1. Chapter One, Article 8 (1) read together with Article 8 (1) (3) which require the President to act in consultation with the First Vice President in order to reach at mutual understanding and agreement. Or
  2. Chapter One, Article 9 (1) (3) read together with Article 9 (1) (3) (2) which give the Council of Ministers, with the agreement of two-thirds (67%) and a quorum of at least twenty-three (23) of its Members present, the authority to decide in the event of a deadlock.

Even if the government would argue that the required consultation was conducted, the fact that the President’s Order has been based on the Article101 (j) simply makes it (the Order) inconsistent with the ARCISS. In other words, a body formed based on the TRCSS, violating the very letter and spirit of the ARCISS, cannot be within the framework of the ARCISS.


By Jongkuch Jo Jongkuch, Bor, South Sudan

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February 7, 2017 (SSB) — Yes peace can be our triumph when we are all unites; I’m urging all the politicians and all youths to keep us out of war in South Sudan. We should take example of the speech by Martin Luther, “The Quest for Peace and Justice” during the Nobel Lecture.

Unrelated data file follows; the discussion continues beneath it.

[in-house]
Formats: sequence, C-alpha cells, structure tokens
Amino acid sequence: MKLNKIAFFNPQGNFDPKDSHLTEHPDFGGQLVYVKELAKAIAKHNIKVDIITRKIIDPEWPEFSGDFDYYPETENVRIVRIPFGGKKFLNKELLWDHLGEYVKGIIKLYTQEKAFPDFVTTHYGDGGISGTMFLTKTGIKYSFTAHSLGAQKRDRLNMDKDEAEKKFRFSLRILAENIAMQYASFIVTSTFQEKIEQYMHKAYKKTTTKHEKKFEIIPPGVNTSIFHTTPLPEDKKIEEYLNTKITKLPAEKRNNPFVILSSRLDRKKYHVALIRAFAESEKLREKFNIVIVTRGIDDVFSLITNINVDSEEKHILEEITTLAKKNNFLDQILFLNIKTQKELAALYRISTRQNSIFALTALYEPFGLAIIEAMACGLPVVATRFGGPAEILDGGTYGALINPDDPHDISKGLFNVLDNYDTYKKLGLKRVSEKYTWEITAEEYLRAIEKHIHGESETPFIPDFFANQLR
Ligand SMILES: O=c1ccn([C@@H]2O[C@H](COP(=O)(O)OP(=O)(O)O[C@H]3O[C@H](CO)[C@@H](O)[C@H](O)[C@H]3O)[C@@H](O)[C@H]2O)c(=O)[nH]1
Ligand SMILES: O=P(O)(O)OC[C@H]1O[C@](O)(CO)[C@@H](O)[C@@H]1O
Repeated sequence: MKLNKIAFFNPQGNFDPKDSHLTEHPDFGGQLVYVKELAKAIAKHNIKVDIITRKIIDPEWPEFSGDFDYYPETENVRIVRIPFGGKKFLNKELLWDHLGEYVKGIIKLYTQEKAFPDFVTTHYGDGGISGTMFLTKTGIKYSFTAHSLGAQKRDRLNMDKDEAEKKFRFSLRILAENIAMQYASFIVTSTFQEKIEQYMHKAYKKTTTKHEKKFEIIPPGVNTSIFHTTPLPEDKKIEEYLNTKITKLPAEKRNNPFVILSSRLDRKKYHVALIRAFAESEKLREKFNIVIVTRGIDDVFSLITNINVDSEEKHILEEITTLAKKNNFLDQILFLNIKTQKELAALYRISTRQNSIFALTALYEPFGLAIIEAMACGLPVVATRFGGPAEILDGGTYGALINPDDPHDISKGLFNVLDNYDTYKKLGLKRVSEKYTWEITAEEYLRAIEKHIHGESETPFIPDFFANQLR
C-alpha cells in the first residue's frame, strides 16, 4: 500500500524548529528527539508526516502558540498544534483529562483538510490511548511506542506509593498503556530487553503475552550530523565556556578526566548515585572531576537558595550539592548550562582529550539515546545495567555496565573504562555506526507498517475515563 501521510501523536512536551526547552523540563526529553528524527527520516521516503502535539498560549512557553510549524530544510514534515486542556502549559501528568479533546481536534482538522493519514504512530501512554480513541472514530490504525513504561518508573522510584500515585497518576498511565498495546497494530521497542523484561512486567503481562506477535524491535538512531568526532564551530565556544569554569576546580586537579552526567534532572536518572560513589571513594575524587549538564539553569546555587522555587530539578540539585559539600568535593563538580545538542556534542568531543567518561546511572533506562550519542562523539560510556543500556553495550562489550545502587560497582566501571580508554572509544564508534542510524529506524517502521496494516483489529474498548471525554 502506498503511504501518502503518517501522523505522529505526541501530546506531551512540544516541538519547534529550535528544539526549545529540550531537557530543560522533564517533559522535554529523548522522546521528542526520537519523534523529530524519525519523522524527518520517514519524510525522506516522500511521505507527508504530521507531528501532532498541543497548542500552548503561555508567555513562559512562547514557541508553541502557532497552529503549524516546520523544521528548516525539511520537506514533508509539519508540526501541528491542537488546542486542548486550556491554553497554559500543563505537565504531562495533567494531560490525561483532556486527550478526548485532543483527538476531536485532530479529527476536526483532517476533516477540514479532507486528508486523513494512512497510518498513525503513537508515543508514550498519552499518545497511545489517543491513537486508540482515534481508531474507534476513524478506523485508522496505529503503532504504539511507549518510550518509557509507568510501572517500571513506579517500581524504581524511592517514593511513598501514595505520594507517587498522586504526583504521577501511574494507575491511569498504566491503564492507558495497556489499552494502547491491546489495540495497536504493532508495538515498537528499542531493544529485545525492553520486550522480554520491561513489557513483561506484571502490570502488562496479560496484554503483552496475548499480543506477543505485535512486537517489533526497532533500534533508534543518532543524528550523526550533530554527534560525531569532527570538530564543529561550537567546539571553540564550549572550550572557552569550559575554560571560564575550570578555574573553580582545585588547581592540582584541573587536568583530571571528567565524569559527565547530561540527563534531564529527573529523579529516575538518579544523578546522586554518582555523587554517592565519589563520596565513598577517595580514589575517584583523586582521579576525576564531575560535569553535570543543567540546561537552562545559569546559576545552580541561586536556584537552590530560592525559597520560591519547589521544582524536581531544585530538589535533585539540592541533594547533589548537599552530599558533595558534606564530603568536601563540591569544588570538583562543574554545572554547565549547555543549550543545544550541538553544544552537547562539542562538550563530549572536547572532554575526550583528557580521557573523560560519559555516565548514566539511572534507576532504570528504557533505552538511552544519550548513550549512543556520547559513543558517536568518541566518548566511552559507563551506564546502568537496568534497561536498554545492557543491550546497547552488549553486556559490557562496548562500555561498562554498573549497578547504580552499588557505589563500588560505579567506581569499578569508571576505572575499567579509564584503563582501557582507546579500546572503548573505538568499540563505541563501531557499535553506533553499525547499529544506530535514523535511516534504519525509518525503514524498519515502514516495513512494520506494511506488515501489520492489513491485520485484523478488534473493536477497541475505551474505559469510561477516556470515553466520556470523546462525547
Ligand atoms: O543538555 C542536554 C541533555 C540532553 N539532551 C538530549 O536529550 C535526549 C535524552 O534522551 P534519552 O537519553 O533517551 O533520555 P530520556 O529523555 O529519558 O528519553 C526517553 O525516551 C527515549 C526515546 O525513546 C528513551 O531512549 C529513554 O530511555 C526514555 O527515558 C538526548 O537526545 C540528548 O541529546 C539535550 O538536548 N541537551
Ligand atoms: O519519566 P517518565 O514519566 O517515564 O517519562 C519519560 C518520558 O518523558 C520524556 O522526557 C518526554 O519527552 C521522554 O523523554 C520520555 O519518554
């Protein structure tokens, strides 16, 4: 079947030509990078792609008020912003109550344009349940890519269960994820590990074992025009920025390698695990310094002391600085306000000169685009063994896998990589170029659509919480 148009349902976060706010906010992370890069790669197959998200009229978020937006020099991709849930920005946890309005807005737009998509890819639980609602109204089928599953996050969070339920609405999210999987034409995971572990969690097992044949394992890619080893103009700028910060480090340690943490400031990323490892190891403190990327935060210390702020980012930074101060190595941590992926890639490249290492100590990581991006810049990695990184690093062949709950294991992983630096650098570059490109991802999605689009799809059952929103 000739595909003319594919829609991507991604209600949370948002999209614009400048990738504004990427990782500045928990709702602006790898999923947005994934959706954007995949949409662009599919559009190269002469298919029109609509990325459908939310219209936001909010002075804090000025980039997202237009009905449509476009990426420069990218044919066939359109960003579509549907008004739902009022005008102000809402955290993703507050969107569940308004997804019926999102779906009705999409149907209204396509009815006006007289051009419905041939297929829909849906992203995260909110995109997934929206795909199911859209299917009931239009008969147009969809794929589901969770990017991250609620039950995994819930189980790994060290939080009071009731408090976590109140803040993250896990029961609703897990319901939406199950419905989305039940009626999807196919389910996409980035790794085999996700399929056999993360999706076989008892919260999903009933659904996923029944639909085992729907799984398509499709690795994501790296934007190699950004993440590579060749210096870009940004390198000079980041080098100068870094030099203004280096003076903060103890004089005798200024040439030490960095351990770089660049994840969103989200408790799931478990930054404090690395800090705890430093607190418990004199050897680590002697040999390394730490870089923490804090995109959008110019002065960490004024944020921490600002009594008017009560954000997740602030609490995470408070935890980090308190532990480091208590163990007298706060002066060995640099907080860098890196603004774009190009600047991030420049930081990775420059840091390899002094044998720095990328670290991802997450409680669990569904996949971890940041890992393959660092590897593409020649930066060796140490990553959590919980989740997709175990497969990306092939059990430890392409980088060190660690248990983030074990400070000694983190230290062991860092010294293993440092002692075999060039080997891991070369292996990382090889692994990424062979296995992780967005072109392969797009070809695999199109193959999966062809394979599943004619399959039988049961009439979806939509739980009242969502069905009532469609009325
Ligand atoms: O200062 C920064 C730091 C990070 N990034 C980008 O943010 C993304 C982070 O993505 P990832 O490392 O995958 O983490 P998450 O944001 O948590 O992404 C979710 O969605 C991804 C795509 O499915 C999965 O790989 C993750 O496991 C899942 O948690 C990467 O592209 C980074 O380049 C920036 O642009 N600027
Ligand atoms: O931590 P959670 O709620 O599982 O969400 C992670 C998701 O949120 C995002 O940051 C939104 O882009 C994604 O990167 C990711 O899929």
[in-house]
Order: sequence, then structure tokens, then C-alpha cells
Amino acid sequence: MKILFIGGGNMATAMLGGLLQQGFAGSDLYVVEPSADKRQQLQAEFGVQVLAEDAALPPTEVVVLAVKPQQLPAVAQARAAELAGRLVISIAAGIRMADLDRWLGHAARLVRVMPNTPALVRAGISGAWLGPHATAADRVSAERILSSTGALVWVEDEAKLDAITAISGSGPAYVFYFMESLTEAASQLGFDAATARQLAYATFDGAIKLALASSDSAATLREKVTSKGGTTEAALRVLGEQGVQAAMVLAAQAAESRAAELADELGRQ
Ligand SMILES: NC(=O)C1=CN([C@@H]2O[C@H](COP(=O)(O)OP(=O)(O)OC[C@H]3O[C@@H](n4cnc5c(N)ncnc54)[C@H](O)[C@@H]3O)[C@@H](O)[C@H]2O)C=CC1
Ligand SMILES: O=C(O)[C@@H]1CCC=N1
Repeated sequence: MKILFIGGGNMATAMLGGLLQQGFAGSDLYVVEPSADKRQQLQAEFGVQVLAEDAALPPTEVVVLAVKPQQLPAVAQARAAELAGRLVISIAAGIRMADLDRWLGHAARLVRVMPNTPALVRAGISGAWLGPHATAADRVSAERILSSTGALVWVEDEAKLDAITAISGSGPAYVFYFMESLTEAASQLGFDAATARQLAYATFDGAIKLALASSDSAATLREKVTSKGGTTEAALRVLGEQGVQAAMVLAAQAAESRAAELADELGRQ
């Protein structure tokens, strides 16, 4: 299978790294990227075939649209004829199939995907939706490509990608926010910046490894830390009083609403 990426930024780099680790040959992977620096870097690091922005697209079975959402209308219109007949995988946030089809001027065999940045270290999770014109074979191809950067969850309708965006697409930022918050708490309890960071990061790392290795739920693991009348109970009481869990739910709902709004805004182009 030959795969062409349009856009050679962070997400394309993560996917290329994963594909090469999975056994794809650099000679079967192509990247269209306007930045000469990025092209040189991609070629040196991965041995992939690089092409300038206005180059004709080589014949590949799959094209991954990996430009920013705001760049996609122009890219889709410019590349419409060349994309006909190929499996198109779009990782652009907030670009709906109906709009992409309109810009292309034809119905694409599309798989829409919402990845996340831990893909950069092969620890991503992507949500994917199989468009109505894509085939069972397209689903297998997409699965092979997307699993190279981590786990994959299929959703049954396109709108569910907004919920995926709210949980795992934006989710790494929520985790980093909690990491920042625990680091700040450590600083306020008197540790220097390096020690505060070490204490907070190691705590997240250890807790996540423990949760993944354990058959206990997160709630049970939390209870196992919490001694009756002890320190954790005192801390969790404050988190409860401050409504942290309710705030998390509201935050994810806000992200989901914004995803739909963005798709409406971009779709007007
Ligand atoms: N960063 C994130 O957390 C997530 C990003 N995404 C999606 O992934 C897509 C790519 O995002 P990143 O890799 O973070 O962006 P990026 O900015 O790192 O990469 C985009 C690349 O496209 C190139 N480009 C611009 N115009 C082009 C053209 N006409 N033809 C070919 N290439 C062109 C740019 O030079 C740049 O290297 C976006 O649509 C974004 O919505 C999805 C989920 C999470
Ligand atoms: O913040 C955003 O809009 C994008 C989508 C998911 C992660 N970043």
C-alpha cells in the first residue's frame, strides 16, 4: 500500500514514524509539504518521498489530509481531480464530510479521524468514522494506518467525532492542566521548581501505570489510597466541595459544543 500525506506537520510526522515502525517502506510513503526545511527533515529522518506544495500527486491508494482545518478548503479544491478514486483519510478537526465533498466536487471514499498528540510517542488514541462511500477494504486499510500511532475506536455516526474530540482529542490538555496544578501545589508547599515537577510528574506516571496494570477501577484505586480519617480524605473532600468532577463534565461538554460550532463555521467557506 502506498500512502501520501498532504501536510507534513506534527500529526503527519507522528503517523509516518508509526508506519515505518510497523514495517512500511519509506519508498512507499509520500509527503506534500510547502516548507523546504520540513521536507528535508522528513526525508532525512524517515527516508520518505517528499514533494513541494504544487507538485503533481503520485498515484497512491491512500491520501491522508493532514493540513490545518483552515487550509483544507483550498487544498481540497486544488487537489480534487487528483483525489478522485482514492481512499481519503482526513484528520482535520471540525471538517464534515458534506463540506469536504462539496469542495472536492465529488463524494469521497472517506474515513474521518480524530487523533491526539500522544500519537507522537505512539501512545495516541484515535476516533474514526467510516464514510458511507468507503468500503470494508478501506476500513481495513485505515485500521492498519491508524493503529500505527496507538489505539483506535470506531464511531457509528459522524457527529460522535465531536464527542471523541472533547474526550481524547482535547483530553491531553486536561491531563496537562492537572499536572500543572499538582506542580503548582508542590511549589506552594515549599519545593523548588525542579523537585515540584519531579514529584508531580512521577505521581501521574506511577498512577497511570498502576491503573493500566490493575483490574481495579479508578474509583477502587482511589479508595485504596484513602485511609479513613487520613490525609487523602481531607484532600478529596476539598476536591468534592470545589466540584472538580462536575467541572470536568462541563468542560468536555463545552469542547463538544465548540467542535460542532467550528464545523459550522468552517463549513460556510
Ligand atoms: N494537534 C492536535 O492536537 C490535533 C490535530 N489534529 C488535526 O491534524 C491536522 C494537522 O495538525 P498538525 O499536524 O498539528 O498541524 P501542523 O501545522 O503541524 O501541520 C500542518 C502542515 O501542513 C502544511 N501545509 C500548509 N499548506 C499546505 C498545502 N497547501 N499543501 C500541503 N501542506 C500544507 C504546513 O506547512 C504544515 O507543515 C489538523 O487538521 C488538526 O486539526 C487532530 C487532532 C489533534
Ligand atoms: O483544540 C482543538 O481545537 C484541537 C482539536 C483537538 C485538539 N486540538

It is necessary to love peace and sacrifice for it and we must concentrate not merely on the negative expulsion of war but on the positive affirmation of peace in our country, South Sudan.

We must see that peace represents our superiority as young nation South Sudan, peace is the only superior way to discords war. South Sudanese must transform the dynamics of power struggle from the negative arms groups.